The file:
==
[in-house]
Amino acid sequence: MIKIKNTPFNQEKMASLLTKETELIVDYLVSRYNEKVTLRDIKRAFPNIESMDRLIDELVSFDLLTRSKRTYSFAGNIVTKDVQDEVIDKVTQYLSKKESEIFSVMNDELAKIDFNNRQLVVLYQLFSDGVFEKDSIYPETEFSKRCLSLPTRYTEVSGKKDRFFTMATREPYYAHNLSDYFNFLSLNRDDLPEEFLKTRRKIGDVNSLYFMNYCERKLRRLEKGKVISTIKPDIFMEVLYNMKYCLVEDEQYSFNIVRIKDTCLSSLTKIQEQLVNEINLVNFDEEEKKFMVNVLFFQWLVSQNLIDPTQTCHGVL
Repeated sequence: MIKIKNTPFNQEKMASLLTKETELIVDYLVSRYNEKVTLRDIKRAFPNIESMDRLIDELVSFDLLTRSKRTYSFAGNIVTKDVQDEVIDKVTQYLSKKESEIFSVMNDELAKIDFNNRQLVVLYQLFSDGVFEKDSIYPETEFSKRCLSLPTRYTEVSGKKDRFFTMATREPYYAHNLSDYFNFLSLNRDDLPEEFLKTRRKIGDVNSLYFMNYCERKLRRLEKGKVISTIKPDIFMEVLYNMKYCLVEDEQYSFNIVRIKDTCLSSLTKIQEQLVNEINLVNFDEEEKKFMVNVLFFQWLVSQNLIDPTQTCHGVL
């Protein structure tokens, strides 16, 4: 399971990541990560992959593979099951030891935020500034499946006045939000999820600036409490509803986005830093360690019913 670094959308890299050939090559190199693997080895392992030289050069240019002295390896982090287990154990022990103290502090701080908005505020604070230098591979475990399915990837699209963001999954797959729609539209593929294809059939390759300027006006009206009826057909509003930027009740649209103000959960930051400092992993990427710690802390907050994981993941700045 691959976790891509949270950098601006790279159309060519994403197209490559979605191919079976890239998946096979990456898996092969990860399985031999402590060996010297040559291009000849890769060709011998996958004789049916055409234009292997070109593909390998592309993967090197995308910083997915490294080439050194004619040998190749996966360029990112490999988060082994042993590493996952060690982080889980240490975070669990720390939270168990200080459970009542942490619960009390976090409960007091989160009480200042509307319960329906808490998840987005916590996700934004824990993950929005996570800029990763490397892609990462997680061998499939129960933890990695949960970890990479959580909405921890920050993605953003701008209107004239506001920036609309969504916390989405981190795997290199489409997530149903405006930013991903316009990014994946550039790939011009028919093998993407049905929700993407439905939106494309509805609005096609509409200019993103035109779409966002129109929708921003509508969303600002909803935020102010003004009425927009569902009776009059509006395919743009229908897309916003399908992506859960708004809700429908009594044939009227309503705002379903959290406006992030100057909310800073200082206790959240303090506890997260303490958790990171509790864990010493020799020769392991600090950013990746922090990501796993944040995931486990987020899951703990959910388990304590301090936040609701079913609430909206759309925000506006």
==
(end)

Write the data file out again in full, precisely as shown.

[in-house]
Amino acid sequence: MIKIKNTPFNQEKMASLLTKETELIVDYLVSRYNEKVTLRDIKRAFPNIESMDRLIDELVSFDLLTRSKRTYSFAGNIVTKDVQDEVIDKVTQYLSKKESEIFSVMNDELAKIDFNNRQLVVLYQLFSDGVFEKDSIYPETEFSKRCLSLPTRYTEVSGKKDRFFTMATREPYYAHNLSDYFNFLSLNRDDLPEEFLKTRRKIGDVNSLYFMNYCERKLRRLEKGKVISTIKPDIFMEVLYNMKYCLVEDEQYSFNIVRIKDTCLSSLTKIQEQLVNEINLVNFDEEEKKFMVNVLFFQWLVSQNLIDPTQTCHGVL
Repeated sequence: MIKIKNTPFNQEKMASLLTKETELIVDYLVSRYNEKVTLRDIKRAFPNIESMDRLIDELVSFDLLTRSKRTYSFAGNIVTKDVQDEVIDKVTQYLSKKESEIFSVMNDELAKIDFNNRQLVVLYQLFSDGVFEKDSIYPETEFSKRCLSLPTRYTEVSGKKDRFFTMATREPYYAHNLSDYFNFLSLNRDDLPEEFLKTRRKIGDVNSLYFMNYCERKLRRLEKGKVISTIKPDIFMEVLYNMKYCLVEDEQYSFNIVRIKDTCLSSLTKIQEQLVNEINLVNFDEEEKKFMVNVLFFQWLVSQNLIDPTQTCHGVL
């Protein structure tokens, strides 16, 4: 399971990541990560992959593979099951030891935020500034499946006045939000999820600036409490509803986005830093360690019913 670094959308890299050939090559190199693997080895392992030289050069240019002295390896982090287990154990022990103290502090701080908005505020604070230098591979475990399915990837699209963001999954797959729609539209593929294809059939390759300027006006009206009826057909509003930027009740649209103000959960930051400092992993990427710690802390907050994981993941700045 691959976790891509949270950098601006790279159309060519994403197209490559979605191919079976890239998946096979990456898996092969990860399985031999402590060996010297040559291009000849890769060709011998996958004789049916055409234009292997070109593909390998592309993967090197995308910083997915490294080439050194004619040998190749996966360029990112490999988060082994042993590493996952060690982080889980240490975070669990720390939270168990200080459970009542942490619960009390976090409960007091989160009480200042509307319960329906808490998840987005916590996700934004824990993950929005996570800029990763490397892609990462997680061998499939129960933890990695949960970890990479959580909405921890920050993605953003701008209107004239506001920036609309969504916390989405981190795997290199489409997530149903405006930013991903316009990014994946550039790939011009028919093998993407049905929700993407439905939106494309509805609005096609509409200019993103035109779409966002129109929708921003509508969303600002909803935020102010003004009425927009569902009776009059509006395919743009229908897309916003399908992506859960708004809700429908009594044939009227309503705002379903959290406006992030100057909310800073200082206790959240303090506890997260303490958790990171509790864990010493020799020769392991600090950013990746922090990501796993944040995931486990987020899951703990959910388990304590301090936040609701079913609430909206759309925000506006």